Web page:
On Yom Kippur, we say Viduy and Al Cheit multiple times, again and again admitting to our failures, our misdeeds, how we slipped up in the past year. We confess our wrongdoings and ask for forgiveness. In fact, this is the theme of Yom Kippur; it is “The Day of Atonement.” We hopefully spent Y’mei Elul and the Aseres Y’mei Teshuva doing teshuva (repentance), trying to prioritize and working on our relationship with Hashem and our Yiddishkeit (Judaism). On Rosh Hashanah, we were mamlich Hashem as melech(proclaimed G-d as King), and on Yom Kippur, we stand before Him armed with our teshuva (repentance), tefillah (prayer), and tzedakah (charity) without any physical distractions, doing everything we can to procure a positive din (judgement).
In general we struggle with our bechira (free will). It’s not easy to only do mitzvos (positive commandments), to be completely focused on avodas Hashem (work of G-d). Our guf (body) vies for attention, attracted by various inclinations. Sometimes we slip up. We make mistakes, lose focus. To err is to be human; it’s impossible for us to never do aveiros (wrongdoings), never give into our yetzer hara (evil inclination). But of course, it’s discouraging to fall so many times. And, when we make mistakes, it’s easy for us to let our failures define us. Sometimes it’s an excuse for us to just continue down that path. Other times, it’s the guilt that eats us up, and we’re too paralyzed to overcome the new obstacle we now created between us and Hashem. And yet Chazal (our sages) tell us, “Sheva yepol tzaddik v’kam,” “The righteous fall seven times…and get up.”
Our nation itself, “Yehudim,” (literally, ‘Jews’) are named as such after Yehuda, the person in Tanach who was choteh (sinned), admitted his failure, but achieved greatness through his repentance. Sin creates a hindrance between us and Hashem, a lack in the transgressor in terms of his relationship with G-d. Rabbi Jeremy Kagan, in his book The Choice to Be, elucidates that the word “cheit” means ‘lack.’ (He brings the following pasuk (verse) from Bereishis (Genesis) 32:39 as proof: “Yaakov said to Lavan, ‘I never brought you a treif animal, anochi achateinu, I bore the loss…”) Kapparah (atonement), as in the root of the name Yom Kippur, is explained by the Gur Aryeh (Bamidbar 28:15) to mean “cleansing” or “removal.” Atonement is not merely about making up with an offended G-d kivyachol (so to speak). Kapparah is about removing a lack that an aveira (wrongdoing) created.
We may view judgement as a process of determining what we owe for our actions. In that view, says Rabbi Kagan, punishment is merely a deterrent from committing a misdeed. It places a barrier between the person and the wrongdoing, but it does not remove the initial desire to commit the sin. Divine judgement, however, is not punitive. “Onesh” (punishment) has the root of “nash,” “to fall away.” Punishment is the process by which impurities we’ve introduced into ourselves that interfere with our relationship with Hashem fall away. Judgement can bring short-term anxiety or pain, but delivers long-term joy. It initiates a process which leads to change that stretches beyond repairing the damage the sin created. As such, repentance helps one to achieve a relationship with the Creator on a different plane than the one the transgression occurred. He cannot “re enter” his connection to G-d through the same place as before. He will forever relate to Hashem differently, because he is a different person. Our actions change us. Yet, he can use his sin as a stepping stone, stand on top of the hurdle, to ascend to a higher facet of his character to rise above or contain the inclination. Thus, failing, sinning, judgement, punishment, is an engine for growth. Sometimes we have to fall so we can rise.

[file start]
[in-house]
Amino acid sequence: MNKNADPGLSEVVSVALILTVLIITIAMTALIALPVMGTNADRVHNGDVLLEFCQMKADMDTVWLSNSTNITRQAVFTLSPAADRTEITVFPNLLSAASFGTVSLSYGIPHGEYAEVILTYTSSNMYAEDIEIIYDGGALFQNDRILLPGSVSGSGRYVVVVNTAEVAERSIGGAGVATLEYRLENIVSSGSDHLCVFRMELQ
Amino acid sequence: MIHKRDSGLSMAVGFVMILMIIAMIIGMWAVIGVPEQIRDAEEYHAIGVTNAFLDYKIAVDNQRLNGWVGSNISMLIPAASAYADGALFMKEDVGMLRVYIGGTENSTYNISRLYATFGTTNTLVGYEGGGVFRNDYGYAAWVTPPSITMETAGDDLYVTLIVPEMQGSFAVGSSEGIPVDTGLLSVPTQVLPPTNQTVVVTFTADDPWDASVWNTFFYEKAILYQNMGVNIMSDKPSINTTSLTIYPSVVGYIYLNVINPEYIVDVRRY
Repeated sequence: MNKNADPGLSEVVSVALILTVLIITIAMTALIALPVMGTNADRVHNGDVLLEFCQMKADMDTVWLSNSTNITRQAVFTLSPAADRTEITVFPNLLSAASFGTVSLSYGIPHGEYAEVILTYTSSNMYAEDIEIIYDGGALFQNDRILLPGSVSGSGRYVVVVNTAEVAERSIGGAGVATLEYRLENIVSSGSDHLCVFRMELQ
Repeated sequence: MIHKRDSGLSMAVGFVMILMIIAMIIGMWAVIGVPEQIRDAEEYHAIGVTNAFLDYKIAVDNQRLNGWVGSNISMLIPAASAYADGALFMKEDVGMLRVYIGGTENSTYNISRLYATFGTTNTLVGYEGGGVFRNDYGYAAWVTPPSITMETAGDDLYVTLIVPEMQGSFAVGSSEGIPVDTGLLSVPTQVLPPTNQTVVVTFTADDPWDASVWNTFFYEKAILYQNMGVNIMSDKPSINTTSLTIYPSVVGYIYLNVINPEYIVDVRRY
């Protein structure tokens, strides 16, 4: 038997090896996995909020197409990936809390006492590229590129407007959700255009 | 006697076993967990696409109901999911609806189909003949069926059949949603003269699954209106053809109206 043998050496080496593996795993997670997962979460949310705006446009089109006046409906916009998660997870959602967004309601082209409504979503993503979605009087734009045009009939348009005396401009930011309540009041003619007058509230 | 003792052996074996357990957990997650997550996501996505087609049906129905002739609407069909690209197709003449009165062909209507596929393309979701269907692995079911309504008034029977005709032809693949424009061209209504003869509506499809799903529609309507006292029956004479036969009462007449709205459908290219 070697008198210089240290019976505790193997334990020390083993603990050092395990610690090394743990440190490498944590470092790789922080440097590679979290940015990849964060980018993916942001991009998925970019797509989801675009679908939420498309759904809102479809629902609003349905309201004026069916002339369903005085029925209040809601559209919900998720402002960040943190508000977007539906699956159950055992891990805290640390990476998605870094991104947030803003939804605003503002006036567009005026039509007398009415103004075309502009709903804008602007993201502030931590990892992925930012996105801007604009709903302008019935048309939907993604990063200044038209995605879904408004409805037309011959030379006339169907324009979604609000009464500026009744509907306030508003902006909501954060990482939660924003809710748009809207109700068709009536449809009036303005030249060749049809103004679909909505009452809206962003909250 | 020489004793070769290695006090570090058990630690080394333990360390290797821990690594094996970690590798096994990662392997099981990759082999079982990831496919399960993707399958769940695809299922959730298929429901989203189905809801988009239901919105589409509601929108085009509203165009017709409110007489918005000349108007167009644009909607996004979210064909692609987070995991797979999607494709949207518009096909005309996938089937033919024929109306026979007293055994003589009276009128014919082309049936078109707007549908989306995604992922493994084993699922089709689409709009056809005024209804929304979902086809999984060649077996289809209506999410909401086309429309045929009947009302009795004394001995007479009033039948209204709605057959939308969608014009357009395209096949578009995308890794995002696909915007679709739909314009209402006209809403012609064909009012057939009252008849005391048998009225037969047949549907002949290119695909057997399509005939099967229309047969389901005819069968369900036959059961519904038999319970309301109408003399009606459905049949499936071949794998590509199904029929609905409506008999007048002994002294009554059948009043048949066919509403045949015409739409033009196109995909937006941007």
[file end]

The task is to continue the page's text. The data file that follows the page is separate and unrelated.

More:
Before Rosh Hashanah, I was discussing with someone how they let certain aspects of their Yiddishkeit slip this year and how they felt like their relationship with Hashem was blocked. Things that should have just didn’t matter, and they felt very disconnected in general. Only when they took stock of the situation and took steps to change this, were they able to reconnect to Hashem and their Yiddishkeit. All of a sudden they felt close to Hashem again. Their connection was not the same, but a little bit stronger, different than before. They realized something different about themselves, about Hashem and their connection to Him.
Rabbi Kagan speaks about how Klal Yisroel (the Jewish nation) has much in common with the moon. We follow the lunar calendar, and we celebrate Rosh Chodesh each month when the moon renews itself. Like the moon waxes and wanes, reflecting more or less light from the sun, so too Yidden (Jews) reflect more or less of Hashem’s light, i.e. emulate Him and bring His kavod (honor) into the physical world. No matter what though, it is always a cycle, like the moon. One may emulate Hashem, do his mitzvos, to a lesser degree at one stage in time, but at another point he will shine like a full moon, completely reflecting Hashem’s ratzon (will).
We aren’t perfect, but we’re Yehudim; we fall, we repent, and we rise. “Ki nafalti kamti.” “Because I fell, I rose up.” Failure is not a cause for despair, it’s par for the course. It makes us a little bit stronger. Chatta’im (sins) distance us from Hashem, but Yom Kippur, The Day of Atonement, cleanses us, removes the lack, helps us use our sins as steps to make us taller, closer to our goal: dveikus b’Hashem (closeness with G-d).
Rivky Rochkind – reprinted with permission